Create an animated FAB menu
One design trend that seems to be sticking, are FAB menus, short for Floating Action Buttons. You may have seen these on many applications you use on a regular basis, and in today’s video, we’re going to create our own using Adobe XD.
WHAT YOU’LL LEARN IN THIS VIDEO
Creating basic shapes
Adding in symbols
Animated between two artbords
+ VIEW TRANSCRIPT
Hey, everyone – I’m Howard Pinsky – Senior XD Evangelist at Adobe. One design trend that seems to be sticking, are FAB menus, short for Floating Action Buttons. You may have seen these on many applications you use on a regular basis, and in today’s video, we’re going to create our own using Adobe XD. Let’s get designing.
Here I am in XD with the photo editing workflow I’ve shown off a few times in the past, and to give users quick access to the camera or photo gallery, we may want a button at the bottom right corner of the application. Starting off simple, I’ll grab the Ellipse tool and draw one out, making sure to hold down shift to contain it to a perfect circle. For the color of this button, I’ll want a nice, actionable blue, which I have saved in my assets panel.
With the button in place, we also need an icon, and since the primary action is ‘add’, we can go with a simple plus button. With my text tool, I’ll type out a quick plus button, change the color to white, and use the handy handle below to enlarge it. Great, with the add button ready to rock, I’m going to place both these elements in a group, just to keep things nice and organized.
Next up, we want to create two more buttons – one for the camera, and one for the gallery. Since the buttons will look similar to the one we just created, I’ll duplicate two of them upwards, then delete the plus buttons. I’ll also want to make sure to keep my group names up to date, which will help during the prototyping phase.
This first button is going to act as the gallery trigger, and in my assets panel, I have a symbol saved that I’m using throughout this project which will work perfectly. Next, I’ll do the same for the next button, which will be used to activate the camera. Again, I have a symbol that I’ll drag in and set into place.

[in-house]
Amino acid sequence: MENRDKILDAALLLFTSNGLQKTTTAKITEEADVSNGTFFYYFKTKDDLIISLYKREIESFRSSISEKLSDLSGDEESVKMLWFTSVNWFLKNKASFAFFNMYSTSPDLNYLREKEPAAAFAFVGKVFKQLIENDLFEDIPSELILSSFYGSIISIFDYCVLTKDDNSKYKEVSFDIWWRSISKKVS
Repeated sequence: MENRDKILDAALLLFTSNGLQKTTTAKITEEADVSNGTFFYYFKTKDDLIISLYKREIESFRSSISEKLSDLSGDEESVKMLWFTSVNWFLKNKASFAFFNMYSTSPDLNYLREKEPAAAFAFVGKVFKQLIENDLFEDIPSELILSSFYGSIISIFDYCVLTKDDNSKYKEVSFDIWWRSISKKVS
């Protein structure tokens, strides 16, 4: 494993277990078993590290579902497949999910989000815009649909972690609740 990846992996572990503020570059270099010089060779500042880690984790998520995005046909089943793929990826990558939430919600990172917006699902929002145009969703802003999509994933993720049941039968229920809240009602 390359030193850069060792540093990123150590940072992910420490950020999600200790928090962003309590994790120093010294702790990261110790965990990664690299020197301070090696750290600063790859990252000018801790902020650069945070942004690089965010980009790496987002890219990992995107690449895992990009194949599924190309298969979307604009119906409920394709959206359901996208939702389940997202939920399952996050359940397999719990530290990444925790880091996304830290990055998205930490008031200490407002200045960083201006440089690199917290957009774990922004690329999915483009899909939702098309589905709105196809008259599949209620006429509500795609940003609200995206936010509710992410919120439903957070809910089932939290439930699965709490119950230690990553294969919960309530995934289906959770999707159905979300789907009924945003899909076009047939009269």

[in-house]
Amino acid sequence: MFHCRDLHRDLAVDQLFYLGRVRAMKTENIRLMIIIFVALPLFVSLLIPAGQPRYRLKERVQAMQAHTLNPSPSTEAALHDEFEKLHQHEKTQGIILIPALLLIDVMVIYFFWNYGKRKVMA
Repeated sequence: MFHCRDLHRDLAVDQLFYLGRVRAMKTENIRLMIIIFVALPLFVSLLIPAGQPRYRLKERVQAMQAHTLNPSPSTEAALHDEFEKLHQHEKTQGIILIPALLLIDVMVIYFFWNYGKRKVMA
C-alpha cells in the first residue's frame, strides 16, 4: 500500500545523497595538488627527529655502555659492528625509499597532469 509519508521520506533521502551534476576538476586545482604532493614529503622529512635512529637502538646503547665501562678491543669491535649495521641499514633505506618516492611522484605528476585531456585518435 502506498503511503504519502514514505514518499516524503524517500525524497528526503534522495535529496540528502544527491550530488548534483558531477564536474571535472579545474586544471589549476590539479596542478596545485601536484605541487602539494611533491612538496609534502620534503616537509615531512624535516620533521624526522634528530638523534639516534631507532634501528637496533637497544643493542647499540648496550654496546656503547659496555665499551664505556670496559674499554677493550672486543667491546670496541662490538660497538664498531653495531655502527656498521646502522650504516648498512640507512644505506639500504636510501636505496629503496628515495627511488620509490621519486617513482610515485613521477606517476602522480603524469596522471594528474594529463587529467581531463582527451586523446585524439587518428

Now that all three buttons are set up, I’ll want to not only make sure they’re all grouped and named correctly, but that the add button is on top of the other two. This will let me hide the gallery and camera buttons behind it.
Great, before we create our second state, there’s one more thing I want to add. When the buttons are triggered, I want the rest of the application to dim a touch. So to easily accomplish this, I’ll drag out a rectangle across the entire artboard, set the color to black, then on this screen, decrease the opacity to 0. I’ll also want to make sure that it’s placed behind our newly created buttons.
Alright, now that the first state is complete, let’s work on the second. I’ll start by duplicating this first artboard over to the right, then I'll select the overlay layer that we just created, and increase the opacity to around 90%. Next, I’ll want to move both the camera and gallery buttons above the plus button, and make sure to space them out evenly. I’ll go with a nice 16 pixels in between each. Once in place, I’m going to also make a few modifications to the plus button. First, I’ll slightly decrease the opacity of the circle, then to let users know they can press on it again to cancel the action, I’ll rotate the plus about 45 degrees until its an X.
Beautiful. It’s time to wire this thing up. Switching over to prototype mode, I’ll start by selecting the add button, then I’ll drag the blue handle over to the second artboard. Within the properties, tap will be the trigger, and to instruct XD to animate the differences between these two artboards, I’ll select Auto-Animate for the action. There are a few easing options that will work for an interaction like this, but I’ll go with Snap and set the duration to around 0.4 seconds.
Let’s see this in action. The play button at the top will launch the preview, and clicking or tapping on the add button will kick off the interaction. And now that I’m pretty happy with the way this looks, I’ll jump back in and wire the button back to the first artboard so I can easily cycle through the two states.
And there you have it, your own animated floating action button created using Adobe XD. For more XD tips and tricks just like this, make sure to check out my other videos. I’ll see you soon.